Thomas Jefferson's revolving book stand is a significant piece of furniture, on par with noteworthy items such as the Resolute desk in the Oval Office. Thought to have been designed by Jefferson, the solid walnut book stand in Monticello has five adjustable book rests to allow several books at a time to be cross-referenced. (See Reference 1.) The piece has even more charm and design flair in that it can be folded away into a cube. You can buy a reproduction at Monticello's online store for more than £390, but you can make this similar piece for much less.
- Skill level:
Things you need
- 24 pieces of wood, measurements in inches:
- Stand base: 10 x 10 x 7/8
- Stand pole: 9-5/8 x 1-1/8 dia
- Carcass (internal structure) base
- Carcass side posts (4): 9 x 2 x 7/8
- Carcass top: as stand base
- Side book rests (4): 12 x 9 x 1/2
- Book rest stays (5): 7 x 1-3/4 x 1/4 ("bottle" shaped)
- (Decorative) ledges (5): 12 x 3/4 x 1/2
- "Table top": 12 x 12 x 7/8
- Top book rest: 12 x 12 x 1/2
- (See References 2)
- Hand saw or power saw
- Wood file
- Drill and 1-1/8" bit
- Mallet (optional)
- Hinges and screws
- Wax polish
- Soft cloth
Cut all the pieces of wood required. Choose the more decorative faces of each of the four side book rests to be the outer faces of the book stand. Bevel the two shorter (9-inch) edges of each side book rest with a wood file from the outer face to the inner face to allow the rests to close easily. (See tips for a further option.) Shape each of the five book rest stays into a "bottle" shape (with a neck 3/4 inch wide) using a jigsaw, wood file and sandpaper as required.
Draw diagonal lines across the face of the carcase base intended to be the underside, to find the centre. Square up the stand base and carcase top below the carcase base to allow them to be drilled at the same time. Clamp the three pieces together and using a 1 1/8-inch bit, drill through the centres of the three pieces. Sand the holes in the carcase base and carcase top to make them slightly larger. Glue the pole into the hole in the stand base so that it clears the bottom edge by 1/8 inch.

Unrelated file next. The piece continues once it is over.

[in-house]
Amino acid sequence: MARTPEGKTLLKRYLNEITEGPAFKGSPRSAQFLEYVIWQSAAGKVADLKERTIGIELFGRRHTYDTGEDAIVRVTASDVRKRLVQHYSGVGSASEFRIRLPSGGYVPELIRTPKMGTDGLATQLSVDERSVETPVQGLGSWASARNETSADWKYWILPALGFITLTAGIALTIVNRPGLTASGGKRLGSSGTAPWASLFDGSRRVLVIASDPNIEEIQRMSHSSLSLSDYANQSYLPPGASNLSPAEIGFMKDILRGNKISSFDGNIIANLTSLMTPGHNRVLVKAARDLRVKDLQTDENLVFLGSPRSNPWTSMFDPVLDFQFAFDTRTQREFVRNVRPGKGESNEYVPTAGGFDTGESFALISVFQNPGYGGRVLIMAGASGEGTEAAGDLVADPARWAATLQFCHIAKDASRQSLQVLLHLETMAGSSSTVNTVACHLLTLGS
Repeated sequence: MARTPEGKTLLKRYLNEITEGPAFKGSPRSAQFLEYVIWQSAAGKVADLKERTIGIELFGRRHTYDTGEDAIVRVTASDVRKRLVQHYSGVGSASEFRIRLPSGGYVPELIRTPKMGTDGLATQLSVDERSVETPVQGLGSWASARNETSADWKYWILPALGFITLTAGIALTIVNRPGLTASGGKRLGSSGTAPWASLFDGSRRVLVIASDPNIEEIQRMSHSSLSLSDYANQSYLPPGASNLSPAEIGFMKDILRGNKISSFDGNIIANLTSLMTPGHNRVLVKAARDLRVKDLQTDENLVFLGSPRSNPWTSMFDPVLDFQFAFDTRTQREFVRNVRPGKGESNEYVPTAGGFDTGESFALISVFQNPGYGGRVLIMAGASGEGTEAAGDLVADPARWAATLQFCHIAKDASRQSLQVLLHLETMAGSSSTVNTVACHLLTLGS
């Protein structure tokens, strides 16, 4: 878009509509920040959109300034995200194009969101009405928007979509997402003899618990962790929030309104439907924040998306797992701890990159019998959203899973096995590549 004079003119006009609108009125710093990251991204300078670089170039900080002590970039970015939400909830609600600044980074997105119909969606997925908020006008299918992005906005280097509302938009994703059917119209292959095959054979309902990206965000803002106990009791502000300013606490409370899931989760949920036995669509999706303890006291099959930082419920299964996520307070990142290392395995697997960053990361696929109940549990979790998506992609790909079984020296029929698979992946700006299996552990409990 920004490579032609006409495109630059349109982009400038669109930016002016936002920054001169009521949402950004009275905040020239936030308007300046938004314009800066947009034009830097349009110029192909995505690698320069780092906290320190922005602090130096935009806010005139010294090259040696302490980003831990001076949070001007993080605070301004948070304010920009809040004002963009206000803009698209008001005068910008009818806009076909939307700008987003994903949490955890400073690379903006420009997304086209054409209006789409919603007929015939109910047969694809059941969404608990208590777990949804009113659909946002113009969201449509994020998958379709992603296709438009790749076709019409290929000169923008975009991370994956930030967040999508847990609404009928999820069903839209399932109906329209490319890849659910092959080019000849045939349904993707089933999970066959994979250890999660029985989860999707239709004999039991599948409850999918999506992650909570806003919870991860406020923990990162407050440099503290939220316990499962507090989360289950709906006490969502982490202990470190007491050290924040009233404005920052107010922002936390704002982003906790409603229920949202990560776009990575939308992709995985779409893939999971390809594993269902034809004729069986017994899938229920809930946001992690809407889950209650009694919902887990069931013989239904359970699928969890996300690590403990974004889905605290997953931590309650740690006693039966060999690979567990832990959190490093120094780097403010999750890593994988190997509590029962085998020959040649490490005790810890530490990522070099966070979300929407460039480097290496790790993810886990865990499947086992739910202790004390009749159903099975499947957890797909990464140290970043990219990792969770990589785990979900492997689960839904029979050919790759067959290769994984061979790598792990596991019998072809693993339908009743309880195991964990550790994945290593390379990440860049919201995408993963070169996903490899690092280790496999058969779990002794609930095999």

Chisel out five rectangular recesses (7/8 inch wide by 3/4 inch high) in the four carcase side posts to act as holds for the rest stays. Dovetail the four carcase side posts into the centres of the edges of the carcase base and carcase top. This will make a firm carcase.
Draw and saw two guidelines for a groove along the centre of the "table top," 2 1/8 inches wide and 1/4 inch deep. Chisel out the groove. Chisel out five rectangular recesses (7/8 inch wide by 3/4 inch high) in the groove, similar to the ones cut in the carcase side posts, to act as holds for the top book rest stay. Join the carcase to the "table top" with glue or hidden countersunk screws. Hinge the book rest stays on the sides of the book rests chosen to be the inner faces.
Hinge each of the four side book rests to one of the undersides of the "table top." Hinge the top book rest to the top of the "table top" with the hinges on either side of the groove. Glue the ledges onto the outer faces of the book rests, slightly above the bottom edge of each. Place the carcase (with attached book rests) onto the stand so the pole slips between the two holes in the carcase. Check that the carcase rotates easily and without squeaking. Sand the holes again, if necessary. Apply wax polish to the book stand and buff to a shine with a soft cloth.
Tips and warnings
- The groove referred to in Step 4 goes the full length of the top piece on Jefferson's book stand and is therefore visible even when the top book rest is closed. This is not essential; the groove could be cut short of either edge of the "table top" so long as there is room to house the hinged stay.
- Use hardwood for an elegant and durable piece of work. Jefferson's book stand is made of walnut, and the reproductions sold via Monticello's online store are made of mahogany.
- The book rests can have tenons cut at their edges to fit into mortises on bevelled edge pieces. This is in line with the design of the original.
- To save money, the carcase could be made of cheaper wood stained to look like hardwood.
- Take care when using power tools.
- Wear goggles to protect your eyes.
- When clamping wood, avoid damaging it by placing waste wood pieces between the jaws of the clamp and the wood.
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